Wednesday, August 22, 2007

Kalifornication?

David Duchovny's new Showtime series Californication is being sold as a comedy, but it feels a lot darker than that...not quite Kalifornia dark, but close. That said, there's been some very clever lines of dialogue. And I did laugh out loud a couple times in both the pilot and episode 2. "It's all good!"

For the uninitiated, here's an overview clip:



But as Alex shuns and Denis mulls, there are more things bugging me about the show than loving about it right now.


Like Duchovny's character name, Hank Moody. He's a sarcastic, self-loathing, mid-life crisis case...oh, I get it now.

The opening title sequence felt wrong. Jittery home-movies (a la Wonder Years) of Duchovny and his ex-wife and his kid in what appear to be happier times set to a rockin' upbeat diddy just didn't jive with the show I was watching. Too bad The Red Hot Chili Pepper's tune wasn't available (I read somewhere it had already been bought by Disney for a theme park ride).

Moody smokes, but Duchovny's not a smoker. Sorry, but non-smoking actors trying to pull off smoking always comes off unconvincing...major buggage.

Duchovny's ex, played by the lovely and talented Natascha McElhone, smiles too much...at him and his little quips especially. He's been nothing but clingy and annoying while clearly living in the past and yet she won't just tell him to F*** off. If this is to set up the two of them getting back together, I won't buy it.

The blogging gig Duchovny takes to try to break his writers block clearly points the series in the direction of being a male variation of Sex In The City (with some of Entourage's west coast attitude thrown in). I don't know why that bugs me but it does.

And speaking of sex...all that sex, I now seen it's being depicted like Sex In The City sex...or more specifically, Kim Cattrall SITC sex - as in: Smash cut to the bedroom for effect or shock or laughs, as opposed to sexy sex. That wouldn't bug me per say, but the series has been sold so far as 'ground-breakingly' sexual. Misleading.



And the biggest bugaboo...believing that 21 year old actress Madeline Zima (Mia) is supposed to be sixteen. The big shocking twist of the pilot hung on that fact, and a lot of the complication of the second episode hinged on it as well. She looks and acts too old. Never. Bought. It. For. A. Second.

Californication feels like it's still trying to figure out what it is or what it wants to be. A single man in his 40's tries to find sex, love, happiness, and more sex in LA? Or a writer distraught by the breakup of his family tries to get back together with the mother of his child?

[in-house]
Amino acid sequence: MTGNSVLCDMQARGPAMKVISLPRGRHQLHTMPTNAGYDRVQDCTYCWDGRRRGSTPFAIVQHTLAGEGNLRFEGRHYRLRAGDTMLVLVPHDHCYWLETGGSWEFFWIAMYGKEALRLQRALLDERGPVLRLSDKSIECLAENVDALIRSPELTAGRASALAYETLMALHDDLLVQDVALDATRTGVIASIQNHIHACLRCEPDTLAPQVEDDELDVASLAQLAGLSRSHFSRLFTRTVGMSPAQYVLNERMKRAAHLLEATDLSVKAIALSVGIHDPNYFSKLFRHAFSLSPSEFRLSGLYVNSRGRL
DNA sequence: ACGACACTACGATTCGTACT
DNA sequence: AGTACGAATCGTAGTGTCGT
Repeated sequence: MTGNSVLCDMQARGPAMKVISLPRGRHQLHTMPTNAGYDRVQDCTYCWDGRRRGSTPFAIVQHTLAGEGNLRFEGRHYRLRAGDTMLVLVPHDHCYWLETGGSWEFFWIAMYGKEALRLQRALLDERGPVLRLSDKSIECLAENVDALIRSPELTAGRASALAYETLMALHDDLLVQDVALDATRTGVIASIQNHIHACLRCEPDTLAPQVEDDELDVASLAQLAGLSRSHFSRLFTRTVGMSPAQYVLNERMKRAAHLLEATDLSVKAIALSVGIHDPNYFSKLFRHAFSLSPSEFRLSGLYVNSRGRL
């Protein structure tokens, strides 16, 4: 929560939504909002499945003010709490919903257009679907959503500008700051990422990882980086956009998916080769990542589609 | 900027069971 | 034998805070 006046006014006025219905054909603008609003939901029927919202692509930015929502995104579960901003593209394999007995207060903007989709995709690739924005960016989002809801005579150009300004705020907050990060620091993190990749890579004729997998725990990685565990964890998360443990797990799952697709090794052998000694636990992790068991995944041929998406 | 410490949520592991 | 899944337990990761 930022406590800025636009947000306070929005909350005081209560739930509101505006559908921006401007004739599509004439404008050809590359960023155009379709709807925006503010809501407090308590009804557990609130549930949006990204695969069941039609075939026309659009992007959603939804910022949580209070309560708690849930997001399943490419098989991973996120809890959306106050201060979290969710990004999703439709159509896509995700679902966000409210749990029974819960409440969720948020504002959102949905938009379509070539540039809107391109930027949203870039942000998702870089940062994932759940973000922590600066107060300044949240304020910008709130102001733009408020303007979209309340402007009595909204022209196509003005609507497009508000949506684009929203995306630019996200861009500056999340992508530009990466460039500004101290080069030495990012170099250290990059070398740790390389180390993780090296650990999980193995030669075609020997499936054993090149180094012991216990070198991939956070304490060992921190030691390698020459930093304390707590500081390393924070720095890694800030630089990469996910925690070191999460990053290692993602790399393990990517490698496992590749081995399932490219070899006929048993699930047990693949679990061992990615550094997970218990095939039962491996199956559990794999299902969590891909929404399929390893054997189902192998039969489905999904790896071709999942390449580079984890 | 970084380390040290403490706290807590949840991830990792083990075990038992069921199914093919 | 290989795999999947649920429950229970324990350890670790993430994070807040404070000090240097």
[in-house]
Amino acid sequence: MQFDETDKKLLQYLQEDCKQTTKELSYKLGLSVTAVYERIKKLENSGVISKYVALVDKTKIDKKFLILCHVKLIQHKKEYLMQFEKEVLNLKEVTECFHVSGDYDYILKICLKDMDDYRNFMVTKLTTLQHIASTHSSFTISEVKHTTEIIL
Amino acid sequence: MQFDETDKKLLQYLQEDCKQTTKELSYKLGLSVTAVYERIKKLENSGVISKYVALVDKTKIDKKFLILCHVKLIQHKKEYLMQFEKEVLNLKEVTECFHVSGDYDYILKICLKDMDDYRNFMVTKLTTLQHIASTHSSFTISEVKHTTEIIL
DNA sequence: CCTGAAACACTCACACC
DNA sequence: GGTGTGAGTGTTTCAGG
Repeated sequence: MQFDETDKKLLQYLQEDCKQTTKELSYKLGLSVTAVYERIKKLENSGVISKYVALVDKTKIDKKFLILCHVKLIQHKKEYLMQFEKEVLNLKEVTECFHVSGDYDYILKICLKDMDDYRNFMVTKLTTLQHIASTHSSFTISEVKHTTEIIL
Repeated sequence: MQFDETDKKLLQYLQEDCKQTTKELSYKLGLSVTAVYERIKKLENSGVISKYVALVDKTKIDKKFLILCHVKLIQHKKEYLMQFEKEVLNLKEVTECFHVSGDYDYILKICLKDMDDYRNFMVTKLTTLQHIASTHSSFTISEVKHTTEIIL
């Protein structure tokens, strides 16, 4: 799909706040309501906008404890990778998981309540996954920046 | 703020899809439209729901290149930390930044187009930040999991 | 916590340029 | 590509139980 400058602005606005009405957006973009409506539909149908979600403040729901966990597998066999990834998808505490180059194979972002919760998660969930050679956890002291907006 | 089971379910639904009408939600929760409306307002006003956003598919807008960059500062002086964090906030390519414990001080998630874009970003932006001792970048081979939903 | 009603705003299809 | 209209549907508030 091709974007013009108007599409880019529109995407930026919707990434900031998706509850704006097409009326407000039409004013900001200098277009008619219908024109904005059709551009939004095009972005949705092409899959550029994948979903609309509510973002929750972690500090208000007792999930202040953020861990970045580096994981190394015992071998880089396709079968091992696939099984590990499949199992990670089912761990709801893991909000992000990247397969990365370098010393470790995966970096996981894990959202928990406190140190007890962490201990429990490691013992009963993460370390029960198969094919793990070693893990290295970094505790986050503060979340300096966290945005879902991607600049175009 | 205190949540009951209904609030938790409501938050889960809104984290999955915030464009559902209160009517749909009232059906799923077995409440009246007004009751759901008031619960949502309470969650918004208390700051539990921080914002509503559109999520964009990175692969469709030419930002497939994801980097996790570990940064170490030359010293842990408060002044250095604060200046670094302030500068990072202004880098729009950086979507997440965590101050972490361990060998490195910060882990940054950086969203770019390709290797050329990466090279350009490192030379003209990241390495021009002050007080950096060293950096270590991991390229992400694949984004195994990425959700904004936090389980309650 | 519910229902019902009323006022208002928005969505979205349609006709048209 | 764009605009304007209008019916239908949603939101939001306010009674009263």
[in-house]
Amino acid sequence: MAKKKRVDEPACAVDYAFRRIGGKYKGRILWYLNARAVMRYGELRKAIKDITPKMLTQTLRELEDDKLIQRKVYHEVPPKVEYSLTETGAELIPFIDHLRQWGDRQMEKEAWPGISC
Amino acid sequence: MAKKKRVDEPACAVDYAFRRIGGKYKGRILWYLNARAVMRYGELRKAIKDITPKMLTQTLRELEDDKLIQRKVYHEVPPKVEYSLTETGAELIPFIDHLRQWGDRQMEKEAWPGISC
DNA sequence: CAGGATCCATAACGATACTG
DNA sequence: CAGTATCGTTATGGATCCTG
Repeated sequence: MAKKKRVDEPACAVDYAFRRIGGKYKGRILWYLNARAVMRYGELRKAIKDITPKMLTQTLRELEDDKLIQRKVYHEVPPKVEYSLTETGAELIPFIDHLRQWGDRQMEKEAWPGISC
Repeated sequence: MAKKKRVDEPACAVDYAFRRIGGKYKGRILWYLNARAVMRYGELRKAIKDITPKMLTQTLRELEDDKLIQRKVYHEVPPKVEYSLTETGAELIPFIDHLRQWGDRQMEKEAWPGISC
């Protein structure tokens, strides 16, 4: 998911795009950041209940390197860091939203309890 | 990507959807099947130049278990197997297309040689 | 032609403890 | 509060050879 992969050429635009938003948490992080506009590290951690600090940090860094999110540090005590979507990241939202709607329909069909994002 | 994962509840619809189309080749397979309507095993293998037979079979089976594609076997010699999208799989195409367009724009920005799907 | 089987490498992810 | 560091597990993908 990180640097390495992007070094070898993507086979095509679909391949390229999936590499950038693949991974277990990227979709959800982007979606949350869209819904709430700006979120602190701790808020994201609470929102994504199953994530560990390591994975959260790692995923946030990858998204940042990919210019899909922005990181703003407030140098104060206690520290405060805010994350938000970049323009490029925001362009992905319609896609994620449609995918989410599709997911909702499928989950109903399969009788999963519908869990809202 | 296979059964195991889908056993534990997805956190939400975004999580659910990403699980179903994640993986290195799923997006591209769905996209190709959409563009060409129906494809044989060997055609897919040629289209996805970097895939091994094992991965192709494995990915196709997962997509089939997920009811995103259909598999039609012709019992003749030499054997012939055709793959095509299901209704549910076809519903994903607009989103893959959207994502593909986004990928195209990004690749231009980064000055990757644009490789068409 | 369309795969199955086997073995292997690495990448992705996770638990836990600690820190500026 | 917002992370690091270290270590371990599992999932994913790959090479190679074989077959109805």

The XXX Files? Or The Ex Files?

We shall see.

3 comments:

Bill Cunningham said...

The titles are that way because this is what Hank is trying to get back to -- the "wonder years" in his life. A bit too obvious for me.

As Hank tries to get his life back, I think that Californication is a play on the idea that California (the state and state of mind) is screwing us over. Certainly that was part of the theme of this episode "Hell-A Woman." Just how do women come around to the idea that they "need to fix" themselves with plastic or hair removal? That's so freaking sad...

I'm all for everyone doing what works for them, but the word "need" comes into the whole body mod dialogue waaay too much for my taste.

Madeline Zima freaks me out because I know she's 21 playing 16, but all I can see is that little girl from THE NANNY.

But Paula Marshall?

Oh yeah.

Everything that Hank says about her in bed - so true and so right. She IS in her 40's and all the things she brings to the table because of that make her so damn attractive.

CAROLINE said...

I watched two episodes and I am left devoid of feeling, really. I don't think I like it, and I don't think it's really very deep at all. Pathetically shallow, but not in a social commentary way, more in a non-judgmental chronicling of daily life kind of way. There's a difference. And I agree with Bill about Madeline Zima!

Juniper said...

Some of the shock value dialogue isn't as shocking as it is 'where the f*** did that come from'...

Example: first ep when he's trying to belittle a woman who liked the movie...'you look like I just fingered f***ed your cat.'

What the?

I'll watch the second taped ep.... but can't say that there's much to hold me.